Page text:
US retail – Gap closes

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Who were the coolest dudes at the mall this summer? Surprisingly, one of them was Gap, a company that was hugely popular in the 1990s but lost its lustre in the new millennium. Its saving grace was that even if Gap’s fashion sense was off, its management never lost its skill in controlling costs. Retailers must ultimately make stuff people want to buy, however, and it looks as though Gap may have started to get its fashion mojo back.

The company beat expectations for net income and sales in the second quarter. And its same-store sales rose 4 per cent in the period. That follows a similar increase the previous quarter, the first quarterly increases since 2010.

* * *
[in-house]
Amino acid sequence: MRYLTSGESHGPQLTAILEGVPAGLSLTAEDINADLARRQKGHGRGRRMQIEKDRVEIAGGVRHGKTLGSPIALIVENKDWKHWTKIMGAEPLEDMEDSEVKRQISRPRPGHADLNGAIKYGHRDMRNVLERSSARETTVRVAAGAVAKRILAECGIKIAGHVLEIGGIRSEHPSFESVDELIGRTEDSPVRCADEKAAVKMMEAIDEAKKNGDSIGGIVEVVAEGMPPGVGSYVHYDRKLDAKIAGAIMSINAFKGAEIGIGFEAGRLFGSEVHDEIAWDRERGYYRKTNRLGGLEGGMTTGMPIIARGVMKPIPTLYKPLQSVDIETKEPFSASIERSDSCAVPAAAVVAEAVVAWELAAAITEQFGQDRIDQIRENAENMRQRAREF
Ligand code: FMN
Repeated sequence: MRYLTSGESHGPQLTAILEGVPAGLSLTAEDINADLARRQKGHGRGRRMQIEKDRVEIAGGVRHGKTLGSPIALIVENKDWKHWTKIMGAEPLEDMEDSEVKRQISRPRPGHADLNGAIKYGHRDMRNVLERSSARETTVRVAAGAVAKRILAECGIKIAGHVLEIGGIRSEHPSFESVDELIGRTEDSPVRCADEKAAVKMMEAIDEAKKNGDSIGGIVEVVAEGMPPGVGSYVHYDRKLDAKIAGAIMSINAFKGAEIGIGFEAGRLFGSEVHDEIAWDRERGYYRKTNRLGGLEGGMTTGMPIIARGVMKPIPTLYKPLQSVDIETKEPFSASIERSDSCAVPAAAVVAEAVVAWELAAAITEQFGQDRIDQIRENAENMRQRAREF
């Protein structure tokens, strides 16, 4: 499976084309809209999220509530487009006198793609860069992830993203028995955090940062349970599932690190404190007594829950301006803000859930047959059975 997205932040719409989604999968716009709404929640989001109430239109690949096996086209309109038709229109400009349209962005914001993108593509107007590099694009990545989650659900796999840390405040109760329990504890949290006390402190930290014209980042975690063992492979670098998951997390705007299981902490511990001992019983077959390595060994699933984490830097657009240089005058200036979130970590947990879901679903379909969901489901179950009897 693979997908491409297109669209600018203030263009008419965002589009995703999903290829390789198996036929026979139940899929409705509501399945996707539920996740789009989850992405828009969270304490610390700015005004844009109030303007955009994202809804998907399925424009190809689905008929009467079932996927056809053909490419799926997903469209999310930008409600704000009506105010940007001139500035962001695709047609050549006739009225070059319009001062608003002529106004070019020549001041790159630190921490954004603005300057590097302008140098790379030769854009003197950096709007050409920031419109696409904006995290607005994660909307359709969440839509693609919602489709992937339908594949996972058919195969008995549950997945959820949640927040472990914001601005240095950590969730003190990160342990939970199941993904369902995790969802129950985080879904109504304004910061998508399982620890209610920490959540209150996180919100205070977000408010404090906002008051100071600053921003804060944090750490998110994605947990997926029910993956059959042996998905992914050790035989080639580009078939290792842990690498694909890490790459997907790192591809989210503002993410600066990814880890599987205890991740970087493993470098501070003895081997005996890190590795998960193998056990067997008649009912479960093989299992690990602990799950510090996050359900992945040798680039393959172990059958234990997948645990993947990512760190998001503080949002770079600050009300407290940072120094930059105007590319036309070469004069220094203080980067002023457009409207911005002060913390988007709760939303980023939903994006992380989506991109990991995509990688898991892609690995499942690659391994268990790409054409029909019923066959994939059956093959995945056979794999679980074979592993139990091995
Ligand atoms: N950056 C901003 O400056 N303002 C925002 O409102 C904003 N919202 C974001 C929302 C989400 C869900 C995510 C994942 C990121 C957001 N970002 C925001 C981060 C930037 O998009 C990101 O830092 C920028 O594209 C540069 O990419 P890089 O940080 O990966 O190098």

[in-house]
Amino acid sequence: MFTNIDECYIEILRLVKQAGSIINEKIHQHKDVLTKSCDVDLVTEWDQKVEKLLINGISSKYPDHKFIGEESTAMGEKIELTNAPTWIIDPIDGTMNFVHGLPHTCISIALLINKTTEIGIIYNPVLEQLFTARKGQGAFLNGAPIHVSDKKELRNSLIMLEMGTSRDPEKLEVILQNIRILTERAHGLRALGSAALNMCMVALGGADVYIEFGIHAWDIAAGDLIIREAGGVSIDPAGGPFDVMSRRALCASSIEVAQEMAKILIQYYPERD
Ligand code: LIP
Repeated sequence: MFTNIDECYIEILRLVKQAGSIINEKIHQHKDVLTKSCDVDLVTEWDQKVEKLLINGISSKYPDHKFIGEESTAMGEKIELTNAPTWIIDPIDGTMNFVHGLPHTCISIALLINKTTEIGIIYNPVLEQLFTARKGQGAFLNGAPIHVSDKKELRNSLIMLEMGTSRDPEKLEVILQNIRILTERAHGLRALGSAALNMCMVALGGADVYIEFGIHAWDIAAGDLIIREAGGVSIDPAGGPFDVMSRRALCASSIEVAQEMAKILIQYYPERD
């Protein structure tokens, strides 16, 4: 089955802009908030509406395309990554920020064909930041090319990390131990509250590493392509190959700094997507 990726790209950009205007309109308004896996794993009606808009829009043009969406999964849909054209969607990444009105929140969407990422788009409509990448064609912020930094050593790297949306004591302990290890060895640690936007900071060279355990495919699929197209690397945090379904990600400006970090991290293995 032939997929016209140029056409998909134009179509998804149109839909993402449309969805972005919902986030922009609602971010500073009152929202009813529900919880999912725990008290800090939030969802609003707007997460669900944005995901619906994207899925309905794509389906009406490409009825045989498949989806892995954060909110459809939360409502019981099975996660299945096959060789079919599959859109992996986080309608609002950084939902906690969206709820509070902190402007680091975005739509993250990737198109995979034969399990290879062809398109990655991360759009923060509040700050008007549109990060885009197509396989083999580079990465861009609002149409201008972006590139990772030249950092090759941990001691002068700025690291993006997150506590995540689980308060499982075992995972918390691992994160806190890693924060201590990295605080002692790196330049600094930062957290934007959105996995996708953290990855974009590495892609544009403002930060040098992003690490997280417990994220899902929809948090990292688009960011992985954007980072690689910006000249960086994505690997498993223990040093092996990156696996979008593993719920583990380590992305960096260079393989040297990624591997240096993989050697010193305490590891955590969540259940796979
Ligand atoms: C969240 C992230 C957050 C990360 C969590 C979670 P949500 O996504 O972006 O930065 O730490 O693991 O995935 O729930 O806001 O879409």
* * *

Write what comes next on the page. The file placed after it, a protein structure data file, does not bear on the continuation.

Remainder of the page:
Gap shares appear to be regaining popularity with investors too. Since the start of August, the stock has risen more than 20 per cent, hitting a ratio of about 17 times earnings estimates for this fiscal year. That is in line with the multiple at Limited Brands, which owns Victoria’s Secret and has delivered quarterly same-store sales growth of between 7 and 9 per cent during the past year.

The question for shareholders is whether Gap’s stores will stay in style this autumn. And whether Gap may finally be getting its fashion right just in time for a renewed slowdown in the US economy. A look at 10 retailers that reported earnings in the past few weeks shows that quarterly same-store sales remain generally positive. The discounters TJX Companies and Ross Stores were particularly strong with quarterly increases of 7 per cent. Most companies, including Gap, have raised earnings guidance for the year.

But at eight of the chains same-store sales growth slowed from the first to the second quarter. That raises the idea that an economic slowdown in the US may already be leading to tighter purse strings among consumers. Now that would be a drag throughout the mall.

Email the Lex team in confidence at lex@ft.com

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